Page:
A cohesive revenue management strategy for your vacation rental business can be challenging to build and even more so to execute on. It involves good communication of reports, key performance indicators (KPIs), and advanced metrics across all stakeholders and platforms, internal and external. It’s not easy, but it doesn’t have to be overwhelming.
To help you build out your revenue management strategy, I have identified a few red flags that I spot in the booking and reservation data. Spotting these red flags can ensure that you are able to immediately course-correct your pricing and revenue management strategy.
1. Minimum stays not aligned to the market
Pricing and availability go together. Even if you have your pricing set to dynamically match market demand, you are still typically setting your minimum stays. It’s important to monitor your forward-looking occupancy for any drop offs, especially when they are in sync with optimistic minimum stays. While your 7-day minimum stays may be in market alignment in peak summer, expanding them over Memorial Day weekend may be causing you to miss out on the majority of travelers.
Pro Tip: Ask your data provider for free data on average minimum stay requirements in your area.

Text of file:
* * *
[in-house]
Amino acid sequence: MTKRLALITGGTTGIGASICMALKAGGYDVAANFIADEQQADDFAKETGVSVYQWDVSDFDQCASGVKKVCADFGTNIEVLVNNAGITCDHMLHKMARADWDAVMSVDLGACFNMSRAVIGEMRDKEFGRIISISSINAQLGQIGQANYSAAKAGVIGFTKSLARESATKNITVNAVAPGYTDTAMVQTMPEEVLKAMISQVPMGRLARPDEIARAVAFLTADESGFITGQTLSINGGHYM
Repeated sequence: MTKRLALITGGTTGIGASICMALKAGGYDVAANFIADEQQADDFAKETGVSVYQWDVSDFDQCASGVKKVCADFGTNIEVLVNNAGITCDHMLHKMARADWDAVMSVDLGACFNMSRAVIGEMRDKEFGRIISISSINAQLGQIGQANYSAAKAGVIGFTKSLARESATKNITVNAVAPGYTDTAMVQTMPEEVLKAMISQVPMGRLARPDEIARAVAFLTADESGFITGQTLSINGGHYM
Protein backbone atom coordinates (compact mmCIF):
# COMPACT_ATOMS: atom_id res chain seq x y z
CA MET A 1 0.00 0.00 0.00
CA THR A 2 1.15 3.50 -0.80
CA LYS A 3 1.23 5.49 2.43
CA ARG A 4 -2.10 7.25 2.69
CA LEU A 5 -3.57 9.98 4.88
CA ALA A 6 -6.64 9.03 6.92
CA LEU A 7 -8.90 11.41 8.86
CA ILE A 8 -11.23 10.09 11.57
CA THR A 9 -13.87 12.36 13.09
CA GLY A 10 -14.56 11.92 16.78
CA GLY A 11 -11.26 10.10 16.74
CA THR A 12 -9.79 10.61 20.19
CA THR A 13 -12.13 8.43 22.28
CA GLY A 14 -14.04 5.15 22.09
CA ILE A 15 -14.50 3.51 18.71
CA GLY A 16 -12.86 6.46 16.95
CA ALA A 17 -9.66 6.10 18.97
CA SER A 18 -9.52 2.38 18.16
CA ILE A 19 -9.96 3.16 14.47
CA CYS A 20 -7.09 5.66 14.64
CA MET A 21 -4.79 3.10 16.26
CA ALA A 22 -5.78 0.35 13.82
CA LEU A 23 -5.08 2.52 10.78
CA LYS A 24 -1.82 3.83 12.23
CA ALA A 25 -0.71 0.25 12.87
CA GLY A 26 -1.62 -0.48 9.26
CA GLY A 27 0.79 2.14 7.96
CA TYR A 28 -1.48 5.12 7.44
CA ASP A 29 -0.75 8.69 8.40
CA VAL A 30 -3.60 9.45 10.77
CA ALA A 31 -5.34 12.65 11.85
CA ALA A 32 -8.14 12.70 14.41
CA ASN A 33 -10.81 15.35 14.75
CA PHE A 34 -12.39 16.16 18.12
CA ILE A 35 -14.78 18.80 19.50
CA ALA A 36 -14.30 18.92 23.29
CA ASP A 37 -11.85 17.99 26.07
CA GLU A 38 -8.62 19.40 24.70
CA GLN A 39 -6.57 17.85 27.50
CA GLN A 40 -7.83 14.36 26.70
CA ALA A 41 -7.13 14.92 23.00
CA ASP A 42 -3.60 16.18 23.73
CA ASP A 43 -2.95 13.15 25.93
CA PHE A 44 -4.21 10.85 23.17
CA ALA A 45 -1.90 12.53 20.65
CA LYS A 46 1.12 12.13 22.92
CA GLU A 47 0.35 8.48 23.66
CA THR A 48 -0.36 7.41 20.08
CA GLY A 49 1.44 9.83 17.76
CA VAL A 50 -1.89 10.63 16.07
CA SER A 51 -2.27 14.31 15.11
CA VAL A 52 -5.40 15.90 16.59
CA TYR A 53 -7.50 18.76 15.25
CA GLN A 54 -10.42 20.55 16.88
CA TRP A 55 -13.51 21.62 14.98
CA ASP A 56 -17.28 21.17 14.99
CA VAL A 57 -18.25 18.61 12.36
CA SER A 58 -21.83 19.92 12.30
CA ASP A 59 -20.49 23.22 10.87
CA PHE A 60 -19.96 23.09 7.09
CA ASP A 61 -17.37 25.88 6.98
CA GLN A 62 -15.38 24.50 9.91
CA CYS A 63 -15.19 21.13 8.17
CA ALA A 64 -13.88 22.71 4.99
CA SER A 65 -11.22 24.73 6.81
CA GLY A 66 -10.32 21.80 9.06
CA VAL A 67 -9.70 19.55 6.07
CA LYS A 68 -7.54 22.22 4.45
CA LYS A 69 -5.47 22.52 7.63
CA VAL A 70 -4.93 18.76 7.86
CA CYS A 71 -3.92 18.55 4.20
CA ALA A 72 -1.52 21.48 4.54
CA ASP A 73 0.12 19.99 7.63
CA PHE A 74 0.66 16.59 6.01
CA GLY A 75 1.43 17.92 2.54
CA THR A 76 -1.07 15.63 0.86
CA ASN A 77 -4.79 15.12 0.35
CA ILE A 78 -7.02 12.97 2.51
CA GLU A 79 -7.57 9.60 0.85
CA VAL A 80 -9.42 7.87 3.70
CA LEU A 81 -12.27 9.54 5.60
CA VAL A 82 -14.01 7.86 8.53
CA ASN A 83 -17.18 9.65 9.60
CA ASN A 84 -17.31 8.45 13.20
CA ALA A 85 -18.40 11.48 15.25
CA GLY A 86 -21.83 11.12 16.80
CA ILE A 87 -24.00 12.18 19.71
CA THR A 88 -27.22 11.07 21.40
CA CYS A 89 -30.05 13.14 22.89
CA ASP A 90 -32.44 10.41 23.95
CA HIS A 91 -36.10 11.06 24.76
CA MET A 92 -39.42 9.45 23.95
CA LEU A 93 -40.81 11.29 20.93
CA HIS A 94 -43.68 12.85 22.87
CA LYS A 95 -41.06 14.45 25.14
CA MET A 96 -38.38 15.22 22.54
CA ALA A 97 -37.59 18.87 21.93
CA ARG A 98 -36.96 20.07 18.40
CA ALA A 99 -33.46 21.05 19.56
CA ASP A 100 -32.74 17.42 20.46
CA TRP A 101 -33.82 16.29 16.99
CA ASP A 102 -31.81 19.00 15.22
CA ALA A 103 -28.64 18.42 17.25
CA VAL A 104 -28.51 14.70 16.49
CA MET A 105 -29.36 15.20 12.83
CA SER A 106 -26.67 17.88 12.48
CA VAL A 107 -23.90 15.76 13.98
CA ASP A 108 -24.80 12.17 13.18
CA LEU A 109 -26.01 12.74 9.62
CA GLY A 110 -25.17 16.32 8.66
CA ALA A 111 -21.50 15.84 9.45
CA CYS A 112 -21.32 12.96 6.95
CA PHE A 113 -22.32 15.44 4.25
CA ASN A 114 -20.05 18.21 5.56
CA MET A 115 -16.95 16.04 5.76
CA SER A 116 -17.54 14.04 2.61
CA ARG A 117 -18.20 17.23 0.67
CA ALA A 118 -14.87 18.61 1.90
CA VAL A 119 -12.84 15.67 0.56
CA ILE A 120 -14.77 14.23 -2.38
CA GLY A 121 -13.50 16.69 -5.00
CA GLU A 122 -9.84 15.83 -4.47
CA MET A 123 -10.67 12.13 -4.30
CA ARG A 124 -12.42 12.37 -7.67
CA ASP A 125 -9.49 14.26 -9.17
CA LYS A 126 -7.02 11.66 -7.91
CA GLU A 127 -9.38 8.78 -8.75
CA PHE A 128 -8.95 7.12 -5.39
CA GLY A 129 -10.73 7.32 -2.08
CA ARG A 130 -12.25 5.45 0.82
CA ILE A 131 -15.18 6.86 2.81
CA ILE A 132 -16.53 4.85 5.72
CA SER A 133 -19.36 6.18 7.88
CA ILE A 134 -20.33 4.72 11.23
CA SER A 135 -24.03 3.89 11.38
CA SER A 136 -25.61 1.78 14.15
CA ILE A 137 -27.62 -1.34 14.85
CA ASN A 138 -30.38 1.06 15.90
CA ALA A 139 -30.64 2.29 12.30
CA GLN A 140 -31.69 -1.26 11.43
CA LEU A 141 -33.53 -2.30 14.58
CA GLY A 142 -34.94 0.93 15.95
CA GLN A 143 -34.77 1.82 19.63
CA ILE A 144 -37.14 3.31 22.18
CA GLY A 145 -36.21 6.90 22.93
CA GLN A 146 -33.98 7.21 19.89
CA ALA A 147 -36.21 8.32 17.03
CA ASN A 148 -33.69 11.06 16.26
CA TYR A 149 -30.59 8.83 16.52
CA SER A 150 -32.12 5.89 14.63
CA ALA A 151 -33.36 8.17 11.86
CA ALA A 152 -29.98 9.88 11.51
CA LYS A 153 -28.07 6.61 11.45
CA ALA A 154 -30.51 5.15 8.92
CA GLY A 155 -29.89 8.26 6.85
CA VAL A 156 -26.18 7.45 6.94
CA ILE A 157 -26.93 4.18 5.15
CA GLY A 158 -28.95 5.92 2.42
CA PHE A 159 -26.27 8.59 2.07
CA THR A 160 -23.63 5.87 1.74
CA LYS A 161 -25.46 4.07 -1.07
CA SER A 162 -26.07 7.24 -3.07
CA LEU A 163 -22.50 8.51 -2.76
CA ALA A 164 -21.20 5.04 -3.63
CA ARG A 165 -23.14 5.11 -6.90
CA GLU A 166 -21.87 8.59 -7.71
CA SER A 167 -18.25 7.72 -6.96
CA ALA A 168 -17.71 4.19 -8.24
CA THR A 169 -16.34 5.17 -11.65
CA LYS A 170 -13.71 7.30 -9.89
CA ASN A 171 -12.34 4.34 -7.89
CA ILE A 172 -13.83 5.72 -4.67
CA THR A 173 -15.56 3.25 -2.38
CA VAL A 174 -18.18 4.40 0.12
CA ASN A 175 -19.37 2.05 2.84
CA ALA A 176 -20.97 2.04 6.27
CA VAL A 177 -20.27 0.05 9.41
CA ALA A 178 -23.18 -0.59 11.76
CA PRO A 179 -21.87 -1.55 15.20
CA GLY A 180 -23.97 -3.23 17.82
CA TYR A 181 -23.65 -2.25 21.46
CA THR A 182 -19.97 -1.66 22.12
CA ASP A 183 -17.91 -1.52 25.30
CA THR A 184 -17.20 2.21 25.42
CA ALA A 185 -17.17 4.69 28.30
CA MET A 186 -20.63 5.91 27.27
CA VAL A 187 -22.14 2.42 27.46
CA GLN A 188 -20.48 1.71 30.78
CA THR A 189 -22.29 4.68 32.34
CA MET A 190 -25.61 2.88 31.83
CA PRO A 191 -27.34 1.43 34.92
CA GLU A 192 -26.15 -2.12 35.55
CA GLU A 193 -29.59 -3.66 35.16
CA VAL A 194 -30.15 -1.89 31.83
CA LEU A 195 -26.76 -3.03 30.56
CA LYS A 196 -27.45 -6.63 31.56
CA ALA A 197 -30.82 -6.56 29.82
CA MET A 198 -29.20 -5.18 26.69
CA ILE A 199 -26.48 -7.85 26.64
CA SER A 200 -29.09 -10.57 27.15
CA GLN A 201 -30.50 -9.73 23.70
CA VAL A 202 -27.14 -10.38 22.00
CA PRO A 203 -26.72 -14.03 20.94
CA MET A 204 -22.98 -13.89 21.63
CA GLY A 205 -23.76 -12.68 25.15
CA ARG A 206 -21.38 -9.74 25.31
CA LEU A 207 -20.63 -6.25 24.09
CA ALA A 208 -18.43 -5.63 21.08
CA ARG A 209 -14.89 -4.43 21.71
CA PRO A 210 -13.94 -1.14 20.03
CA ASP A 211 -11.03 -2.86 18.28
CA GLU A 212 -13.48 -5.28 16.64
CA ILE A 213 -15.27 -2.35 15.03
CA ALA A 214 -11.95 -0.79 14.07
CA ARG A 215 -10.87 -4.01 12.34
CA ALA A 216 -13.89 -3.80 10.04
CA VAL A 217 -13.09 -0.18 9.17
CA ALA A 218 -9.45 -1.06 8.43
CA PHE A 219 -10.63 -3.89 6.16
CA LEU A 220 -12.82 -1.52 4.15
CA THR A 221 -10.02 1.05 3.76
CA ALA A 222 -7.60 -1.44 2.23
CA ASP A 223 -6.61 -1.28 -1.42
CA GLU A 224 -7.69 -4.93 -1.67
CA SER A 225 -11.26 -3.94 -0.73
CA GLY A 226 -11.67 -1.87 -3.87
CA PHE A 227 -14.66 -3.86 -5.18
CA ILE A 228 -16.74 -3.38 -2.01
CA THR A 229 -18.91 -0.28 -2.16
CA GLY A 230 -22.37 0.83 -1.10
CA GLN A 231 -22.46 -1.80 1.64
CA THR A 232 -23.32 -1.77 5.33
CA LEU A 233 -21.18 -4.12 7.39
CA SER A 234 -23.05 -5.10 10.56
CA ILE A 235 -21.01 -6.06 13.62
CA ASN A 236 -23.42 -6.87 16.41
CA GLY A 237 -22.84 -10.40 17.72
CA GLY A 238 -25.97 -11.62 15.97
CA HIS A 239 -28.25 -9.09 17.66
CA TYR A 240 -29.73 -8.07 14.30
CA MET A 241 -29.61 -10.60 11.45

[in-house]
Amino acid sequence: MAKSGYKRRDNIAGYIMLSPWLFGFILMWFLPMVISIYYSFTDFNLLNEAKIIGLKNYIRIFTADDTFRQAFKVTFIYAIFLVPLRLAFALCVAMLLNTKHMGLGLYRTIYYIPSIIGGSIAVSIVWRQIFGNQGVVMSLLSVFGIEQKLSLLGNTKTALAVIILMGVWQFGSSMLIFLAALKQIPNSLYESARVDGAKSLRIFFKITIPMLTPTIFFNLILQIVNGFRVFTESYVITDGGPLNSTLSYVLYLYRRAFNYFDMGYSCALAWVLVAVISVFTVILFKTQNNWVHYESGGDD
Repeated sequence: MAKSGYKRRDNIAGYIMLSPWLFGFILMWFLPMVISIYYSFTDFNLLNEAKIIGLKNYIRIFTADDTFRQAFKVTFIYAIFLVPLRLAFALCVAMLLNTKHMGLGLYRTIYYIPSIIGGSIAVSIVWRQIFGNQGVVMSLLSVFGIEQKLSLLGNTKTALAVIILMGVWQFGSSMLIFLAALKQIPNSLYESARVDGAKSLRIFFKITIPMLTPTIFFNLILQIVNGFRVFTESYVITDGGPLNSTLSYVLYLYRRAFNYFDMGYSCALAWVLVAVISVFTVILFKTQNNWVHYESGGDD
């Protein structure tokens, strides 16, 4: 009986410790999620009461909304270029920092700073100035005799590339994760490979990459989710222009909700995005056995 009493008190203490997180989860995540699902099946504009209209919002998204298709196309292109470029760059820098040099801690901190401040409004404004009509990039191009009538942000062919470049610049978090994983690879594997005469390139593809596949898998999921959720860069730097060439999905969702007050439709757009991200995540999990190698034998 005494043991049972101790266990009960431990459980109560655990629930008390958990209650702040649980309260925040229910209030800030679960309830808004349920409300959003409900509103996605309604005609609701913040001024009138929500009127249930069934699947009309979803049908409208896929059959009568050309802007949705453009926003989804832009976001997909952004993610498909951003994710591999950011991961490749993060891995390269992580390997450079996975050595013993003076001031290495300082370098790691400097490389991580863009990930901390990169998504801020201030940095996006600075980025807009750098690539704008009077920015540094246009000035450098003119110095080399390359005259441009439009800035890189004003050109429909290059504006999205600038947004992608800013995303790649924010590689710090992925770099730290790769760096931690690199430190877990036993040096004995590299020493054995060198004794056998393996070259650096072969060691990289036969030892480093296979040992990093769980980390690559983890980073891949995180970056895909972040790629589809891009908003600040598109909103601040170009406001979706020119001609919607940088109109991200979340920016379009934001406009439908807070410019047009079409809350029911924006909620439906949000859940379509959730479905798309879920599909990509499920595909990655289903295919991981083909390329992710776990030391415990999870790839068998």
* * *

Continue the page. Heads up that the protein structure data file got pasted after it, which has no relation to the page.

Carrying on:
2. A long list of “unsellable days” (and no reaching out)
Some days just cannot be sold to guests, and that’s okay. Maintenance, deep cleaning, and other operations tasks, as well as regulations in some places, are all valid reasons to not sell a night. However, these nights do cause lost revenue so it's important to check that these nights are intentional. Reviewing these days to ensure that your minimum stay and gap-filling policies are working as intended is important. Additionally, if they are truly not bookable to new guests then do outreach to booked guests on either side to see if they will extend their stay for a discounted rate.
Pro Tip: Review your list of unsellable nights weekly, there tends to be more than you think!
3. A high percentage of reservations from last minute discounts
Last minute discounts (LMDs) are a great feature, but they should not make up your entire strategy. Using LMDs to pick up last minute occupancy can help boost revenue, but you need to be careful not to discount your peak booking window or under-price bookings you would have gotten without a discount.
Address this by setting up LMDs by the lead time in your market, bedroom size, and time of year. This will help ensure you aren’t undercharging for peak nights and still taking advantage of last minute interest. If your average booking lead time is close to when you start offering last minute discounts, you should revisit your LMD settings.
Pro Tip: Aim to get somewhere between 10-25% of your bookings from LMD.
4. A high percentage of unbooked days at minimum price